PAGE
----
Follow SC order on Narmada

The Supreme Court has rightly directed the Centre to complete the Sardar Sarovar dam. In fact, the Narmada Control Authority took this decision after much deliberations over the possibility of increasing the dam’s height and rehabilitating the village communities in surrounding areas.

The real issue of relocating the people in new areas and taking care of their social infrastructure like health, education, sanitation, water supply can be treated through a coordinated effort. Gujarat, Rajasthan, Madhya Pradesh and Maharashtra must show maturity. This is the right time for the Centre and the states to prove that they respect the spirit of cooperative federalism in conformity with the constitutional principles.

The dam is for development. Change of dam’s height, settlement patterns of the local people in the Narmada basin must be accompanied by a change in attitude. Politics and greed for cheap recognition must not hinder the development process in the country.

VIKRAM JEET DUGGAL, (Asst Commandant, CISF), Abohar (Ferozepur)

Dear readers

Letters to the Editor, neatly hand-written or typed, upto 150 words, should be sent to the Letters Editor, The Tribune, Sector 29 C, Chandigarh. Letters can also be emailed at the following address: letters@tribunemail.com

— Editor-in-Chief



I do not support the Narmada Dam because of the following reasons. One, large dams are not cost effective. Multiple smaller dams at different locations are much more cost effective in delivering water and power where required.

Two, the government has not kept its promise of rehabilitating the displaced people. It is almost an impossible task. Hence, the dam height should not be raised further. Three, large areas of forests will be further wiped out if the dam work is not stopped.

Four, man cannot recreate this biodiversity. Birds and animals killed or displaced cannot stage dharnas in New Delhi. So their plight is unknown. And finally, large dams (and similar big projects) help politicians and contractors  line their pockets.



Water is for the betterment of the humanity, not for fighting. On the one hand, the Narmada dam will provide water to lakhs of people. On the other, an increase in its height will submerge many villages. The matter should be resolved within the framework of the Supreme Court ruling that work on the dam should not stop and proper rehabilitation of the victims is a must.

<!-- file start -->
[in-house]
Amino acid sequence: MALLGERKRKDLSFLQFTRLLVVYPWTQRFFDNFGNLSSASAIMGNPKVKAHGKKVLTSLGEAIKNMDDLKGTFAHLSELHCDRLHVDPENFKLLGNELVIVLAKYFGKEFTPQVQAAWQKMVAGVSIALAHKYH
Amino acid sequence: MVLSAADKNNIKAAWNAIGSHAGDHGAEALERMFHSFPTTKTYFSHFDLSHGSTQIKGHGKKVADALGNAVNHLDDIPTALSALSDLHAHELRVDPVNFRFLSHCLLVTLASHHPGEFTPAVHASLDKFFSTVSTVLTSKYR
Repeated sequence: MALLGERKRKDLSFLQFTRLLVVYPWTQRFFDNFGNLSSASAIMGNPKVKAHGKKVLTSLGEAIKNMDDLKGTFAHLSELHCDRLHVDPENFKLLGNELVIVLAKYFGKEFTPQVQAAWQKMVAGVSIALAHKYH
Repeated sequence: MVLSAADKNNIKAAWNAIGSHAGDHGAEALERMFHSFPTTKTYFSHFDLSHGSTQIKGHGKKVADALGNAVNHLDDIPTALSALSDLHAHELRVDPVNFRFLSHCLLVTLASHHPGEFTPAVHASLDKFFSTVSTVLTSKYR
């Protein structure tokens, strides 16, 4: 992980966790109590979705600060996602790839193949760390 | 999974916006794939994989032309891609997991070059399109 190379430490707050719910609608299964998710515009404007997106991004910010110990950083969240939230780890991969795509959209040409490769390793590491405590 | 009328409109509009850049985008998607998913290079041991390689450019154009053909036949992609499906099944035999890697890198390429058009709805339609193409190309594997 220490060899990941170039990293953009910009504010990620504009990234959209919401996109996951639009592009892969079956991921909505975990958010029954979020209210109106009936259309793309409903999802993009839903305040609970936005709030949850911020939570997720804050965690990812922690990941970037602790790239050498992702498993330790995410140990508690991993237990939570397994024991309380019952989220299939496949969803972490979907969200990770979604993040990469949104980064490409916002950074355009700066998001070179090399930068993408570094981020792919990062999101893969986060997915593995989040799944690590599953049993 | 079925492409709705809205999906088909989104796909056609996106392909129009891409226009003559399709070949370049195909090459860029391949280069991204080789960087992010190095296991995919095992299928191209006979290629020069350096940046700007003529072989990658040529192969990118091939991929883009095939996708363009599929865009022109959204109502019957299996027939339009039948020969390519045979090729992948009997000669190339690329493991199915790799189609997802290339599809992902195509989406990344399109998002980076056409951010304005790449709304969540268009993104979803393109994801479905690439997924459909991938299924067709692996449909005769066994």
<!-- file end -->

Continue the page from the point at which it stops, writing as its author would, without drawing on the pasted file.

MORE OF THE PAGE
The dam is necessary because it will help the people. At the same time, the government must provide alternative land and employment to those affected by the dam.



G.S. Bhargava’s article, “Dam politics is pointless” reflects merely on the farfetched benefits of dams and very little on rehabilitation. It is claimed that crores of people would be benefited but these people do not include the marginalised, uprooted from their land.

By quoting the example of Nagarjuna Sagar in Andhra Pradesh as evidence to justify his argument, the writer tries to equate “Buddhist relics” with the rehabilitation of people. If historical relics are national treasures, so are the common people who, if displaced, need to be rehabilitated according to norms.

The lack of protest does not mean that there was no agitation earlier; rather there was no one to give it a voice. In recent years, people protest against the construction of even Pong Dam in Himachal Pradesh.

YOGESH SNEHI,  Abohar (Ferozepur)


What is the rationale behind Congress leader Ahmed Patel’s letter to Gujarat Chief Minister Narendra Modi to help raise the height of the Narmada dam to 121 meters soon? There seems to be a contradiction between Union Water Resources Minister Saifuddin Soz’s findings on rehabilitation and the new three-member committee’s terms of reference. While the former found hundreds of families without rehabilitation (who will be displaced at 110 meters), the latter has a broader jurisdiction (after the height is raised to 121 meters).

The Supreme Court is seized of the question whether oustees up to the height of 110 meters have been rehabilitated or not. It is only after the Supreme Court’s green signal that the height of the dam can be increased further.


Shatabdi food must improve

I travel by the Shatabdi Express at least twice a month from Chandigarh to New Delhi and back. I agree that the food served in these trains is quite unsavoury. At times, it is not well baked, stale and not served hot. Even tea is not served in proper crockery.

If profit is the sole aim of the Indian Railways Catering and Tourism Corporation — this rail PSU has already earned Rs 40 crore this year as license fee from the new contracts — it should have ‘Please bear with us’ as its motto.

S.P. SINGH, Chandigarh

A girl’s dream

The photograph of a slum girl watching a super model during a fashion show (April 18) was excellent. It vividly depicts the dream of a little girl — coming out of her poverty shell, moving ahead and getting noticed rather than noticing. Keep it up!



HOME PAGE | Punjab | Haryana | Jammu & Kashmir | Himachal Pradesh | Regional Briefs | Nation | Opinions |
| Business | Sports | World | Mailbag | Chandigarh | Ludhiana | Delhi |
| Calendar | Weather | Archive | Subscribe | Suggestion | E-mail |